People who are living with limb loss or limb difference can still be physically active. Nate Denofre, a bilateral below-knee amputee, believes that you can do anything you want to, as long as you grow with the challenges.
Denofre and his wife Christa began their voyage down the 2,300-mile Mississippi River in May and ended in August.
Paddling the Mississippi River is the most challenging river expedition in the country. It’s composed of 15 or 16 different rivers in one. There are tricky currents and even alligators. The Denofres prepared for the trip for two years, but all the research didn’t prepare them enough for what they had to endure—miserable cold, sweltering heat, and lots of mud.
Despite all that, they pushed through until the end.
The trip, aptly called “Paddling for Perseverance,” has two goals: to raise funds for Courage Incorporated, a non-profit organization Denofre founded in Wisconsin and Michigan, and to inspire other people with physical disabilities that they can do things they once thought were off-limits to them.
Paddling for courage and inspiration
Courage Incorporated takes physically disabled adults and veterans on various outdoor adventures all over the US, from camping to hiking to fishing. It aims to break the misconception that people can’t do certain things because of their physical condition.
The organization doesn’t charge participants for anything, and they organize everything—gas, food, and volunteers.
Denofre was born with amniotic band syndrome, a rare congenital disability. It left him without legs below his knees. Despite that, Denofre has always been active. He played football and worked as a machinist. Denofre manages his condition by continually challenging his limits. Through Courage Incorporated, he wanted other adults with physical conditions to experience the same freedom.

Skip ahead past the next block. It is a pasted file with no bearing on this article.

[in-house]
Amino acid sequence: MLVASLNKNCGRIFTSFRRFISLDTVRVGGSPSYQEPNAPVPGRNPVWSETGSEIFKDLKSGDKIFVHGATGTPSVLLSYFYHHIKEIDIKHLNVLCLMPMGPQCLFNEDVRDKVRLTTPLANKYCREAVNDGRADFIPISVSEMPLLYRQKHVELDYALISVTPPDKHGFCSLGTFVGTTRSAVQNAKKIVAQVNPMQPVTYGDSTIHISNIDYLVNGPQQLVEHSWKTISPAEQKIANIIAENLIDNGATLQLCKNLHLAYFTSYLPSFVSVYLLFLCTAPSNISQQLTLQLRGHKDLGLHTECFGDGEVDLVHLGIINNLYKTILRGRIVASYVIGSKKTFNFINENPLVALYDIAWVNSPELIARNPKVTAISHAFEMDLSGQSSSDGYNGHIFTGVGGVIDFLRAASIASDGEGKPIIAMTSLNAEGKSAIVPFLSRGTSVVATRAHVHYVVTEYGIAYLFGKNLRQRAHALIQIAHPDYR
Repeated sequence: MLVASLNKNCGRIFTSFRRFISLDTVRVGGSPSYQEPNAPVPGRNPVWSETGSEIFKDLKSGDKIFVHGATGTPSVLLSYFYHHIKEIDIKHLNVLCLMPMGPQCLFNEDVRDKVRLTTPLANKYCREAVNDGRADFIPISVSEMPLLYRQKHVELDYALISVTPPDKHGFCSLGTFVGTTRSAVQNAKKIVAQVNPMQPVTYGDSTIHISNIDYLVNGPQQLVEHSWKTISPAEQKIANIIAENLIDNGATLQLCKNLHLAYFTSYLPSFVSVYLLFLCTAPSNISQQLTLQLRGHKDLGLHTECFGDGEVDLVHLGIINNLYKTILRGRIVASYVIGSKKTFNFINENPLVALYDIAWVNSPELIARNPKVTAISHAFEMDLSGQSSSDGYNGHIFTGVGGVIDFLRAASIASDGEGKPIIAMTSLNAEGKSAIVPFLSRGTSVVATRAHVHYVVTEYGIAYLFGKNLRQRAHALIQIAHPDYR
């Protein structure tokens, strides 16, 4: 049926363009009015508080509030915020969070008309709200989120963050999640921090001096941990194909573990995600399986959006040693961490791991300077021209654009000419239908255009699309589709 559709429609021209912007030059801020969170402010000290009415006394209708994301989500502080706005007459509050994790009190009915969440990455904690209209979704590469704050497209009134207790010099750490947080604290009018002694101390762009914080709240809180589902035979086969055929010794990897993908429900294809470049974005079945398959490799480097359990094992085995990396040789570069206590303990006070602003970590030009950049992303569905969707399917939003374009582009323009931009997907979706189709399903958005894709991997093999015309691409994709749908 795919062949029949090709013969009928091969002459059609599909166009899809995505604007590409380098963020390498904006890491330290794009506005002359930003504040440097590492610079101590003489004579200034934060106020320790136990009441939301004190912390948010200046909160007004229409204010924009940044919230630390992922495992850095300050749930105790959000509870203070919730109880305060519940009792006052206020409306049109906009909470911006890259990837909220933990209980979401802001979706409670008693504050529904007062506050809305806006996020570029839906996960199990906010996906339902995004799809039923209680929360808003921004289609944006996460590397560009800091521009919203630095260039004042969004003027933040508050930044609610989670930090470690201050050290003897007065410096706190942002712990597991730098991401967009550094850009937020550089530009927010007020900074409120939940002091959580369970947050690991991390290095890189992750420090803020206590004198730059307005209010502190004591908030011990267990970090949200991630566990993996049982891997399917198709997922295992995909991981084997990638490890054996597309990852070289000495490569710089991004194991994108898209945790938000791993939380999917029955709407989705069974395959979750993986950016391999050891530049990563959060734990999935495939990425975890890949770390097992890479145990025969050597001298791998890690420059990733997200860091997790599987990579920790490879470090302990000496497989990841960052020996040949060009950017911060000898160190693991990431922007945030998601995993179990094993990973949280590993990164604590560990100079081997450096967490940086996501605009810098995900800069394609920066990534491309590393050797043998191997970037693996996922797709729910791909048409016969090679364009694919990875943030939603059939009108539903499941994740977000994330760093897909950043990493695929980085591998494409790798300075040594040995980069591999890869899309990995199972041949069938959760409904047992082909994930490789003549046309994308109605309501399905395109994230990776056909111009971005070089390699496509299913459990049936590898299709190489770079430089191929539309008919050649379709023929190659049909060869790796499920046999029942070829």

Until Denofre, no double-amputee has successfully paddled the length of the Mississippi River before. He hoped that other people would get inspired by his expedition.
Denofre wanted to show people with physical disabilities that anything is possible. He wanted to give them hope and a different perspective.
Relying on the kindness of strangers
Denofre was so close to quitting when they arrived in Greenville, Mississippi, and the exhaustion of the past few weeks started to set. They had not eaten or drank water all day, and the person who was supposed to supply them with water didn’t show up. At the same time, Denofre had a touch of sunstroke.
A retired minister picked the Denofres up and took them to his house, where the couple could eat and sleep on a real bed with air conditioning. The couple stayed there for two days. It was what they needed at that moment to push through.
They were also assisted by the river angels, an organization composed of individuals who live along the Mississippi. They help paddlers traveling the river. The angels take them to grocery stores or resupply their gear. Some angels also connect paddlers to a house where they can get a good night’s sleep.
When the Denofres stopped in Vicksburg, they were assisted by Layne Logue, a river angel. With her help, they were able to resupply and learn more about the area’s history. They also spent two nights at a hotel in the area.
Through the expedition, Denofre learned valuable life lessons. He realized that in the wilderness, what you look like doesn’t matter. What matters is that is you get through the challenging spots and grow as you move along.If you or a loved one wants to experience the great outdoors, get in touch with Courage Incorporated. If you can, please consider donating to the organization.